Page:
Westminster Abbey, Tomb of Eleanor of Castile

Westminster Abbey, Tomb of Eleanor of Castile


Westminster Abbey Tomb Eleanor Castile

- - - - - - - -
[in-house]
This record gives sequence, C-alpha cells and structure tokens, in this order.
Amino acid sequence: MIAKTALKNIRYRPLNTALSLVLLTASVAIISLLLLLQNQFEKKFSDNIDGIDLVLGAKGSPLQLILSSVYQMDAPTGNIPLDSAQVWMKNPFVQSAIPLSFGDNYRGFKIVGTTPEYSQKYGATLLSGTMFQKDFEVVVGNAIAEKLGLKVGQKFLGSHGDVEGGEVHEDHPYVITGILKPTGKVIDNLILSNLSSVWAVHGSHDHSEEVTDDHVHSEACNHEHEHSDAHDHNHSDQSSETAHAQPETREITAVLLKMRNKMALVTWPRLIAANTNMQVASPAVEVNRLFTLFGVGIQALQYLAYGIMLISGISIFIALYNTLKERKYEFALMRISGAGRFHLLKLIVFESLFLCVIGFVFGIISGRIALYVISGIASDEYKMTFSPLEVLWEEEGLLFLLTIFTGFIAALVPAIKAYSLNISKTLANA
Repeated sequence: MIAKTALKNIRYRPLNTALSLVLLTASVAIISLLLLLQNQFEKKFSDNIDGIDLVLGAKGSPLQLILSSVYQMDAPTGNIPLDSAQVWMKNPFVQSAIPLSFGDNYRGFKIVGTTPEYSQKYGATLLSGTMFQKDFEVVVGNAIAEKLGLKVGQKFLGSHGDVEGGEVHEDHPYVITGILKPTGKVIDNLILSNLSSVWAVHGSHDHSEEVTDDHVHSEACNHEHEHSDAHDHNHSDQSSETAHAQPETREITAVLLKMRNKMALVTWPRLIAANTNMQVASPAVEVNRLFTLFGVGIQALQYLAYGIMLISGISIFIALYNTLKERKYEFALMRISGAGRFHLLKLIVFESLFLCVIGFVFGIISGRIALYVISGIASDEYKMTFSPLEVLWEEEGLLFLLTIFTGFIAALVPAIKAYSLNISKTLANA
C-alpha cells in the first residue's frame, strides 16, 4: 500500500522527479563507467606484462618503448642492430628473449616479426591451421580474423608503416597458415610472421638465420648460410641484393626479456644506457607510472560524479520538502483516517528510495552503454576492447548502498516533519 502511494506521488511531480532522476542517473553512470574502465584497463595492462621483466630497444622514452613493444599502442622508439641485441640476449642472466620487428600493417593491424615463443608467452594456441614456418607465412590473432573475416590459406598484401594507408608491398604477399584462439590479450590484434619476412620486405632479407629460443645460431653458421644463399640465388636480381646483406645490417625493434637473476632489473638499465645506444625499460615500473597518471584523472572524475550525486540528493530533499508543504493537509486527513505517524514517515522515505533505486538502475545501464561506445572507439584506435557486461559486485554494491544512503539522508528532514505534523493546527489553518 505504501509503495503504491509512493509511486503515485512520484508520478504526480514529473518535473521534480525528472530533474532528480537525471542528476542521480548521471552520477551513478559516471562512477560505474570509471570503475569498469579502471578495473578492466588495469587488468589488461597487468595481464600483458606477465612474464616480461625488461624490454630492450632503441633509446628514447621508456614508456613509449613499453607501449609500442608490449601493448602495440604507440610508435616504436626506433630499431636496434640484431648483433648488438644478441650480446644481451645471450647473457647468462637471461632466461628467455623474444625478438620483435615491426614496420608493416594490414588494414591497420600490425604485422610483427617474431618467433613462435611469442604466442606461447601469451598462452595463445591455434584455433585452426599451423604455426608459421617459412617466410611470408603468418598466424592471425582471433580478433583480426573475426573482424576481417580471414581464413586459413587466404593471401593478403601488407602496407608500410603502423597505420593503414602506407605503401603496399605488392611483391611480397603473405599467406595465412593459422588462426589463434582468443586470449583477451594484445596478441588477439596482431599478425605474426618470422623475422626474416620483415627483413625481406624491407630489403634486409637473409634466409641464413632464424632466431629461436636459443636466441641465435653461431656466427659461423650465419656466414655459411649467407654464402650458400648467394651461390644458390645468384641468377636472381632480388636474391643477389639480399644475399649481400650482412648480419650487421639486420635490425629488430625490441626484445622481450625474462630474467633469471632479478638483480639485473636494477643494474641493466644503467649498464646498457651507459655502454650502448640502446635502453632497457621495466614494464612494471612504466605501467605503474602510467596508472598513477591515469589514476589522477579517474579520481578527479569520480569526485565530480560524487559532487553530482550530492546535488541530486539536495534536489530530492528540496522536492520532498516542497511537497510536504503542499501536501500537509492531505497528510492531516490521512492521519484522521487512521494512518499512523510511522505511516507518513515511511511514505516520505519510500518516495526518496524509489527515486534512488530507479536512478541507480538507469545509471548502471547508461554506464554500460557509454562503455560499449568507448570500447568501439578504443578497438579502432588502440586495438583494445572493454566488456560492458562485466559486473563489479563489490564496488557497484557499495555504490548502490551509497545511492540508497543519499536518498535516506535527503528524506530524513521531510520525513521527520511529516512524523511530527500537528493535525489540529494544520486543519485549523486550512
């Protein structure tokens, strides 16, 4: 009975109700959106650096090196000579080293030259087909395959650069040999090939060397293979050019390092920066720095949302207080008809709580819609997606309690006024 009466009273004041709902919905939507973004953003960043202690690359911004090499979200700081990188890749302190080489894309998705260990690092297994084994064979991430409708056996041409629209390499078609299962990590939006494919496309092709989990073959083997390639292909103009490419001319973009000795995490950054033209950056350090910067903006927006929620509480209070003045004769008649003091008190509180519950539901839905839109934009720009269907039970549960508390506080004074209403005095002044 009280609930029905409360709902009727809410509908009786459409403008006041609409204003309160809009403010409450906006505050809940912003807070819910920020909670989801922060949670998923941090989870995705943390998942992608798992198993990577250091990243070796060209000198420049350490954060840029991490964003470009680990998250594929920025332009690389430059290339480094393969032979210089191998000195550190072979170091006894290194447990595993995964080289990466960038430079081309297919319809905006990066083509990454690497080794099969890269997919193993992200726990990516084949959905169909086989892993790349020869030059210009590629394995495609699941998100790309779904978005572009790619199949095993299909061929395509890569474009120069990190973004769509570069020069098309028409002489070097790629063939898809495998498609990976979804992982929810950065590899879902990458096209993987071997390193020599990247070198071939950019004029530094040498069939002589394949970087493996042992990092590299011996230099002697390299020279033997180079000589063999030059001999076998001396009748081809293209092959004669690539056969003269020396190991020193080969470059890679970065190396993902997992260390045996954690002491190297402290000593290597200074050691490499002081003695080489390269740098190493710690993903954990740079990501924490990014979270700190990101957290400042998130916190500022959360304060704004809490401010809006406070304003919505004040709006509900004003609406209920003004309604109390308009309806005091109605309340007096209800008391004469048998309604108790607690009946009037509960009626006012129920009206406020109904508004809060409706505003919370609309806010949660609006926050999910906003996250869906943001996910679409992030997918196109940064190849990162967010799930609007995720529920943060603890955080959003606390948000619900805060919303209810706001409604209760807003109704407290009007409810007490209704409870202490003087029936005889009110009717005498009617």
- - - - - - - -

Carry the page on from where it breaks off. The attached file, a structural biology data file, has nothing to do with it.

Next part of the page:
Eleanor of Castile (born about 1244, died 1290) has a fine tomb in St Edward’s chapel, with a gilt bronze effigy, cast by goldsmith William Torel in 1291. She died at Harby in Nottinghamshire and Edward erected memorial crosses at the places where her funeral procession rested on its way to London. She holds the string of her cloak in one hand but the sceptre in her other hand has now gone. The tomb slab and pillows beneath her head are covered with the emblems of Castile and Leon (castles and lions). On the ambulatory side is a carved iron grille of exquisite workmanship by Thomas of Leighton Buzzard. The Norman-French inscription can be translated as “Here lies Eleanor, sometime Queen of England, wife of King Edward son of King Henry, and daughter of the King of Spain and Countess of Ponthieu, on whose soul God in His pity have mercy. Amen”.

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